Is it dangerous to lionize the heroes of school shootings?
There was another mass shooting this week, on Tuesday, at STEM School Highlands Ranch in Colorado. Eight people were wounded at the K-12 public charter school, and 18-year-old Kendrick Castillo was killed while lunging for one of the shooters. He saved lives, said classmate Brendan Bialy, who was able to pin the gunman. "Kendrick Castillo died a legend," Bialy said. "I know he will be with me for the rest of my life."
Exactly a week earlier, a 21-year-old senior at the University of North Carolina at Charlotte named Riley Howell charged at a gunman in his class, taking two bullets before a third shot to the head killed him. He still managed to tackle the gunman, and he saved lives. He was one of two people who died in that shooting.
Howell was given a hero's burial. Castillo is being lauded by The New York Times, The Washington Post, CNN, USA Today, The Denver Post, and other news organizations and TV networks. These students are heroes. They sacrificed their lives to save others, and they deserve these accolades. But they deserved so much more — they deserved to live. By lionizing them, might we be encouraging our nation's young students to engage in unnecessary and unfair heroics?
As we have learned in the 53 years since a lone gunman took 17 lives from atop the University of Texas tower, there is a blurry line between shining a klieg light on mass shootings and inadvertently encouraging them. Just last month, police said an 18-year-old woman from Miami was planning an homage shooting at Columbine High School — eight miles from STEM School Highlands Ranch — because she was "infatuated" with the two students who had murdered 13 fellow students and a teacher there 20 years earlier.
Indeed, in recent years, law enforcement has started taking the position that we shouldn't use the names of the mass shooters, the murderers, in order to deprive them of the infamy some of them seem to crave. We don't want to create anti-heroes. But I also think we need to tread carefully with regard to how we speak about the young heroes who emerge from these terrible events. Castillo and Howell were following the new advice for school shootings: Run, hide, fight. But "fight" is last on purpose: It is not the job of our students to confront people with guns and murderous intent. They are not trained for that. They shouldn't be trained for that. They are children in 21st-century America.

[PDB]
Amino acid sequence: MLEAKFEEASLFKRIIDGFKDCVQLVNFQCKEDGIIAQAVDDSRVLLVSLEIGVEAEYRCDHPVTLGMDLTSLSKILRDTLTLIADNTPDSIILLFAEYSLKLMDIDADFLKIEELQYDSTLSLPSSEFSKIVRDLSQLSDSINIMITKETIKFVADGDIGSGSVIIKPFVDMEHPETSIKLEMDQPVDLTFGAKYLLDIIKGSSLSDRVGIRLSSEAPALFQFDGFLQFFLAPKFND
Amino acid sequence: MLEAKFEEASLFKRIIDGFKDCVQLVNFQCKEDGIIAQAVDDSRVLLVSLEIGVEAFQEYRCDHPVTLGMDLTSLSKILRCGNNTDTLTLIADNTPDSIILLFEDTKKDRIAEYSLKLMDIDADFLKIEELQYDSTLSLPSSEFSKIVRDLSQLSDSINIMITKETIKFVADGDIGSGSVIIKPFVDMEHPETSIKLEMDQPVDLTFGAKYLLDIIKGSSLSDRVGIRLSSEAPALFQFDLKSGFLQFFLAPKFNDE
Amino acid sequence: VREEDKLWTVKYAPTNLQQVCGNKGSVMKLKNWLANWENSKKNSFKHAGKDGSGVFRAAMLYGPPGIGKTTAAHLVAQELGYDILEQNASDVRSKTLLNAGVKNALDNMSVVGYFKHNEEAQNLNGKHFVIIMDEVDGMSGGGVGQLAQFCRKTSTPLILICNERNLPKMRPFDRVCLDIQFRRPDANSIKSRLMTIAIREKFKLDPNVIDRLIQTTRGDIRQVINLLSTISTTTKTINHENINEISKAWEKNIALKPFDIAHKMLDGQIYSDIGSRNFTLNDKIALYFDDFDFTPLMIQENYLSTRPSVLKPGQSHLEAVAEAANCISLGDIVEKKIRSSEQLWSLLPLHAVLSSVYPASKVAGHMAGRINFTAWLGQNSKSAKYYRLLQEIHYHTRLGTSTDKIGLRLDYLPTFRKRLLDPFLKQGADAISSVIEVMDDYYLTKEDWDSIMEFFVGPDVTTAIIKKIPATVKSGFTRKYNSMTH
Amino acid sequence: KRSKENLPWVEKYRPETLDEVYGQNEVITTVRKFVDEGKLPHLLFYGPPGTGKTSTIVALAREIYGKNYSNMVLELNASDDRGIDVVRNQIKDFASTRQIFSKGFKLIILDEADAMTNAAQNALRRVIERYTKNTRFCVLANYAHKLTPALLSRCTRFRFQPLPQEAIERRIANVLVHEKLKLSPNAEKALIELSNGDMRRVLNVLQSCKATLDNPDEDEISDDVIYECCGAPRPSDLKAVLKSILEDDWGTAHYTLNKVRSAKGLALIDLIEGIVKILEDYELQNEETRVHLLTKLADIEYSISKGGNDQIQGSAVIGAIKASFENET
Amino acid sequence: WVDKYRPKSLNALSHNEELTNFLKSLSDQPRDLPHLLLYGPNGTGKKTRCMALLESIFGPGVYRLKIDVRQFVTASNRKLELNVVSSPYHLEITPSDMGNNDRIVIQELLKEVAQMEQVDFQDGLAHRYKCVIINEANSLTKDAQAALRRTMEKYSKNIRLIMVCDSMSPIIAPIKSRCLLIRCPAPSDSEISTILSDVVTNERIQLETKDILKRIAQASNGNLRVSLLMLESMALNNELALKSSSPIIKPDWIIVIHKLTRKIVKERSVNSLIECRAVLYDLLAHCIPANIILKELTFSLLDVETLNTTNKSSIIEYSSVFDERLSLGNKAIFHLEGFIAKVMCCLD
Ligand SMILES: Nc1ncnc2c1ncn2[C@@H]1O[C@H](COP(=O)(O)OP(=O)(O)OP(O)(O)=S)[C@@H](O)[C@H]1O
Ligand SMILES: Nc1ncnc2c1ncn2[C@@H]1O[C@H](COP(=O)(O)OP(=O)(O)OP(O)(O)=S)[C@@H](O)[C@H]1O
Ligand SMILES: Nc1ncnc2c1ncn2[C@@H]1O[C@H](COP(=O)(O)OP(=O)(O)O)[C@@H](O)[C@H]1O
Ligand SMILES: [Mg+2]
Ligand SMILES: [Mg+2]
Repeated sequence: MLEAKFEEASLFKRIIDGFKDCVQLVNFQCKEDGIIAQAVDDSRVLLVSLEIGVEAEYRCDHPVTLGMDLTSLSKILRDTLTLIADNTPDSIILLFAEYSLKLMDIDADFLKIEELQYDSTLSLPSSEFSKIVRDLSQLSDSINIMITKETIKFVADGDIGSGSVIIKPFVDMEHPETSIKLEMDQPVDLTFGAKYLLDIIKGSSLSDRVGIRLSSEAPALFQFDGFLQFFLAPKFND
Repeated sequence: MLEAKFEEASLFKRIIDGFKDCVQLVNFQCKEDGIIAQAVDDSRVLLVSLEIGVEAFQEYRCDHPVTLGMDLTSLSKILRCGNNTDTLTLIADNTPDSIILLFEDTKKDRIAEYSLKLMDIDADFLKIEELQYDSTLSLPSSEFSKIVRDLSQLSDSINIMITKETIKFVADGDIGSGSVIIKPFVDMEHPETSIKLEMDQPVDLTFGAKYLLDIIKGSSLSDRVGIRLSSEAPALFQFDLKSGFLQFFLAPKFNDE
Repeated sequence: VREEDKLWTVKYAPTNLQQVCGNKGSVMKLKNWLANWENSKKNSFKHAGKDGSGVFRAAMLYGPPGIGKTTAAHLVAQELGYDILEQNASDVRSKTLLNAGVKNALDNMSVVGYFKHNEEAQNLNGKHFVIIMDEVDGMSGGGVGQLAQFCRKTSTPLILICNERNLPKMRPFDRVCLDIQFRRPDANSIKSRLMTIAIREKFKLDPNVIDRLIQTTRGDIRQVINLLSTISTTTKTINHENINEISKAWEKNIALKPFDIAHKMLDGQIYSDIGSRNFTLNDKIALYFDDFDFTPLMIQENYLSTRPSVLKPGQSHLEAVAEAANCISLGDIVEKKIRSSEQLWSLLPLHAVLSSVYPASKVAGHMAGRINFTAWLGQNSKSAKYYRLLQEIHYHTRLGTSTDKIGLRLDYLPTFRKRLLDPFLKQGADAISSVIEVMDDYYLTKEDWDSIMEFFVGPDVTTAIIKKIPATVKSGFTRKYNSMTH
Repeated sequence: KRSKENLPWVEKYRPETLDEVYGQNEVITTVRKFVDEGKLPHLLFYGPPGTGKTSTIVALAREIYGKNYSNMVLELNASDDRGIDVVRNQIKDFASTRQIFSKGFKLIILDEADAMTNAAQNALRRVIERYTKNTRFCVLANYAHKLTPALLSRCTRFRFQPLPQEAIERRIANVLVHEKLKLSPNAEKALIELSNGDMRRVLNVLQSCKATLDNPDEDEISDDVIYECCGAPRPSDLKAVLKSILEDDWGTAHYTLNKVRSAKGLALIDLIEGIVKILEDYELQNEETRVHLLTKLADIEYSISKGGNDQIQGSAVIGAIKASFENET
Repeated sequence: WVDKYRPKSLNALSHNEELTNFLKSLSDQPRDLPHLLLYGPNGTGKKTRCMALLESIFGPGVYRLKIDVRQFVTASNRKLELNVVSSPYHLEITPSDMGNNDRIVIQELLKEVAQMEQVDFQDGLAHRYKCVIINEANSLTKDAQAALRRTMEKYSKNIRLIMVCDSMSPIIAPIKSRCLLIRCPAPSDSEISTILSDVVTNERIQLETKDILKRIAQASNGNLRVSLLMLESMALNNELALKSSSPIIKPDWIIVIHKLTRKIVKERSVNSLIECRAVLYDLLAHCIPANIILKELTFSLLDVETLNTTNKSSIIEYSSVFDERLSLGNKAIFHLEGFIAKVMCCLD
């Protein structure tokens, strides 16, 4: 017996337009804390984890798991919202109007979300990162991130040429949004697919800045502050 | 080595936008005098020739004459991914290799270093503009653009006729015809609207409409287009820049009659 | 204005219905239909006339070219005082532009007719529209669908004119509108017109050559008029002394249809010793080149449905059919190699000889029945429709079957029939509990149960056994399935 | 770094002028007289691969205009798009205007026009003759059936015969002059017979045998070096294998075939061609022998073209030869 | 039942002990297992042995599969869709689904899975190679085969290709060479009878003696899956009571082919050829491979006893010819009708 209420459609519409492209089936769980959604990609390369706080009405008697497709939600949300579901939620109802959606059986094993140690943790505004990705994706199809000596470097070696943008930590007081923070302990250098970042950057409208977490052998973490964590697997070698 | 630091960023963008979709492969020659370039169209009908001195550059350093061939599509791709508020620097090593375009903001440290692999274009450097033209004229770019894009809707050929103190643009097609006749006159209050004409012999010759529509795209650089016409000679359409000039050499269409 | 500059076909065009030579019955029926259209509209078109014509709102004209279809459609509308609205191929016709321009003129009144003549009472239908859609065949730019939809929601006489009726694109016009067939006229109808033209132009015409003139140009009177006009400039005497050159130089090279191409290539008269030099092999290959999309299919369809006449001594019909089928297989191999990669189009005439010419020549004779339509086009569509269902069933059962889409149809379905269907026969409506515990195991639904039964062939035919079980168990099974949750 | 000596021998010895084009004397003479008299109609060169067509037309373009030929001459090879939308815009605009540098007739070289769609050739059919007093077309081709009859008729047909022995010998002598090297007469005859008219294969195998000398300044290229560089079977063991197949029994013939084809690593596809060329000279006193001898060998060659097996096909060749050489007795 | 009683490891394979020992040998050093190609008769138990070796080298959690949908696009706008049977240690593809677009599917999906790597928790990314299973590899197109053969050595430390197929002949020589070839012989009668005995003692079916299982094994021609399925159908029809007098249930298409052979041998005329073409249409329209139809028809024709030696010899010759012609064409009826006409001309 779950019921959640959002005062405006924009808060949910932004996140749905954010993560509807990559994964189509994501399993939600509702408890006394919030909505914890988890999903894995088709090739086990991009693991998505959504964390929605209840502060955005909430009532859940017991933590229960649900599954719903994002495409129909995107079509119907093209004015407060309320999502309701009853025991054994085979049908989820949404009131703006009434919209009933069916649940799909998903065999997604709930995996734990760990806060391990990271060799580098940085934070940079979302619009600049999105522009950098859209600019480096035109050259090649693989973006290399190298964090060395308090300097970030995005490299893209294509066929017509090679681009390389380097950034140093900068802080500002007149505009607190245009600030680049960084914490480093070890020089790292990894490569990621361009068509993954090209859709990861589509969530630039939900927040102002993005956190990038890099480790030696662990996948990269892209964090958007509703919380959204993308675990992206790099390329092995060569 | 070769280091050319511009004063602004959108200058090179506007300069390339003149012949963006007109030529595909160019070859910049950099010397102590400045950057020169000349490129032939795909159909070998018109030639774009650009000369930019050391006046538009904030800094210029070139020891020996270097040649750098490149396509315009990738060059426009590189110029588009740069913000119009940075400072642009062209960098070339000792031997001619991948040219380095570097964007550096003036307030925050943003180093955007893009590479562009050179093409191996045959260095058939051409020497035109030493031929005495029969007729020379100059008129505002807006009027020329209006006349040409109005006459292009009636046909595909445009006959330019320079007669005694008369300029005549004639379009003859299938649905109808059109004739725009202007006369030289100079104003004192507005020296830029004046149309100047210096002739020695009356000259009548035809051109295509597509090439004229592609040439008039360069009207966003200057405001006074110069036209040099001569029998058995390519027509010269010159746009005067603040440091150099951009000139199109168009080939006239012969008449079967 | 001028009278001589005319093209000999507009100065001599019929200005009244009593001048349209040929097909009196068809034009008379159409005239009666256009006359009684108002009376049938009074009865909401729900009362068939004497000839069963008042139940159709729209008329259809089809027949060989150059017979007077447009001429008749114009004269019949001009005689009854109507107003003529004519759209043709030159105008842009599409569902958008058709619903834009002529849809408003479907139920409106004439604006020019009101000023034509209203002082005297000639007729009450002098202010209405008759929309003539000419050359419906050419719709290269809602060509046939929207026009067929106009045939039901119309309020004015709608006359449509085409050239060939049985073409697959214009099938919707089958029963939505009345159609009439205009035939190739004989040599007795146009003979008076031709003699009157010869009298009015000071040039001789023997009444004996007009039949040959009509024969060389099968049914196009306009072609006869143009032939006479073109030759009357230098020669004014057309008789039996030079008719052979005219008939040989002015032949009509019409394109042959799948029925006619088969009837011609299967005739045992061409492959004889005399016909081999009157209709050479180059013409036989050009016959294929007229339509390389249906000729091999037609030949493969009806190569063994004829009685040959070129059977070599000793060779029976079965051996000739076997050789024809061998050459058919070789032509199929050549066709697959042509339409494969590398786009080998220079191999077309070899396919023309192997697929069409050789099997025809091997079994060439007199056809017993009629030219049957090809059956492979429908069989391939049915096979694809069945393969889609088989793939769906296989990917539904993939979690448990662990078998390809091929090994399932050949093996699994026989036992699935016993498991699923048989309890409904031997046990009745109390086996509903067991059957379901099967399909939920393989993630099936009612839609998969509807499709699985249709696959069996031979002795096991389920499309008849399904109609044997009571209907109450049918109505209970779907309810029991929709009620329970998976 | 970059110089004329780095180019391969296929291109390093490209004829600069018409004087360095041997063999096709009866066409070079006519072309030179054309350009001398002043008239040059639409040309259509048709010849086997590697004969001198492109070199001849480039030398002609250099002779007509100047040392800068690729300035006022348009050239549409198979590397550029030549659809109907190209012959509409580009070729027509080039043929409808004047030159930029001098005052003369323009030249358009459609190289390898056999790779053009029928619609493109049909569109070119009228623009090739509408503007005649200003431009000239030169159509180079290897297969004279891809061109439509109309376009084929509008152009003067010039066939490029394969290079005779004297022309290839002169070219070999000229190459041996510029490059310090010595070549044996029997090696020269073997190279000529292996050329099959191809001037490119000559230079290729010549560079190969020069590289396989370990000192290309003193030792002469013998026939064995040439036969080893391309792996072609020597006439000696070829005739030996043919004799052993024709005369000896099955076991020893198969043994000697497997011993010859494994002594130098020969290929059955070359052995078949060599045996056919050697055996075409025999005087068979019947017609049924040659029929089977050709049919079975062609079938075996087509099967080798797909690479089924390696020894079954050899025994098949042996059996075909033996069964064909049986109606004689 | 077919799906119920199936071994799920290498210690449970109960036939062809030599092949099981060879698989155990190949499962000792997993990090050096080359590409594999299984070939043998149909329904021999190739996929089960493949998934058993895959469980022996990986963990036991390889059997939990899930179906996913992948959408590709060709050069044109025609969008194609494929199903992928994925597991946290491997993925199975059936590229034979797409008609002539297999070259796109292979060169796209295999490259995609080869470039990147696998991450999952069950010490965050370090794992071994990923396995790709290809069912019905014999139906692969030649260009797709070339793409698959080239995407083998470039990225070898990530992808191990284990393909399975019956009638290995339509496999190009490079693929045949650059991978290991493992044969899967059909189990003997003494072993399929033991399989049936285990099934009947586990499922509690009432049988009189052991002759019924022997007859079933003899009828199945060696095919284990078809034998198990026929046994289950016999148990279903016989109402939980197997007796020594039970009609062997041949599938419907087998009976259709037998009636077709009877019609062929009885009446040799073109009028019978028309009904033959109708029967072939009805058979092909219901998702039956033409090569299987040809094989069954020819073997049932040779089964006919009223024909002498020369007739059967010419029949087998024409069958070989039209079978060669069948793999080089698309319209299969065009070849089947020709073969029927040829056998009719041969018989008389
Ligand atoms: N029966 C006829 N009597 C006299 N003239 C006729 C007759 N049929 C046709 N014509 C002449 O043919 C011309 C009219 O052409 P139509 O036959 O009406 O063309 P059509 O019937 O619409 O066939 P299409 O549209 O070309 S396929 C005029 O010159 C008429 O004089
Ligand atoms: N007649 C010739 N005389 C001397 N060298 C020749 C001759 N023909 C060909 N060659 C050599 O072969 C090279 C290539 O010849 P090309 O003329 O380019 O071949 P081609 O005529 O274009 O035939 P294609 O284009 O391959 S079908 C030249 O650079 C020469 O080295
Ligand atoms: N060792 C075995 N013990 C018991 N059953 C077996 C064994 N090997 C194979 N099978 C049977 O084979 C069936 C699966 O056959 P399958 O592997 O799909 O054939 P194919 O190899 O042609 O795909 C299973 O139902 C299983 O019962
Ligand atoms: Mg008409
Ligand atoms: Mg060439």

If we're going to be honest, the problem is guns. It has always been guns. Most people in America recognize this and many countries outside the U.S. actually do something about it. As Nicholas Kristoff writes at The New York Times, "when New Zealand experienced a mass shooting in March, it took the government of Prime Minister Jacinda Ardern just 26 days to tighten gun laws and ban assault rifles." Australia did something similar in 1996. Many developed countries have always had stricter gun laws. Kristoff gives some statistics for the U.S.:
Since 1970, 1.45 million Americans have died from guns — suicides, murders, and accidents. That's more than the 1.4 million Americans estimated to have died in all the wars in American history going back to the American Revolution.
This should also make us all cringe: In a typical year, more American children ages 4 and younger die from firearms (110 in 2016) than police officers do in the line of duty (65 in 2016).
Every day in 2017, the last year for which we have figures, an average of 107 people died in America from guns. We're not able to avert every shooting, but we can save some lives. We need not have the courage of the students who charged gunmen; we just need to demand action from our members of Congress and state legislators. [Nicholas Kristoff, The New York Times]
The NRA, that great bulwark against new gun legislation, has a point that guns can't shoot by themselves. But it is much easier to regulate guns than regulate people. Locking up illegal weapons is simpler, cheaper, and safer than incarcerating people. Few would mourn a melted-down AR-15 that has been modified to shoot faster than legally allowed. But even an inmate executed after he — and it's almost always a "he" — already murdered several people, even he had a mother and father, or someone who cared at some point, before and maybe after the killings.
"Riley was deservedly given a hero's funeral, and presumably the same will happen with Kendrick," Kristoff writes. "But their parents didn't want martyrs; they wanted children and grandchildren. And it is appalling that we as a society have abandoned American kids so that they must die to save their classmates."
Nate Holley, 12, was also in class at STEM School Highlands Ranch as the shooters roamed the halls on Tuesday. His dad said this was the third time the school was locked down during Holley's time there. In a heart-wrenching interview, the sixth-grader told CNN's Brooke Baldwin on Wednesday: "I had my hand on a metal baseball bat just in case, 'cause I was gonna go down fighting if I was gonna go down."
We need heroes, we need people to look up to, to remind us we have better angels. But we don't need them to be 12-year-old boys clutching metal baseball bats, planning to "go down fighting."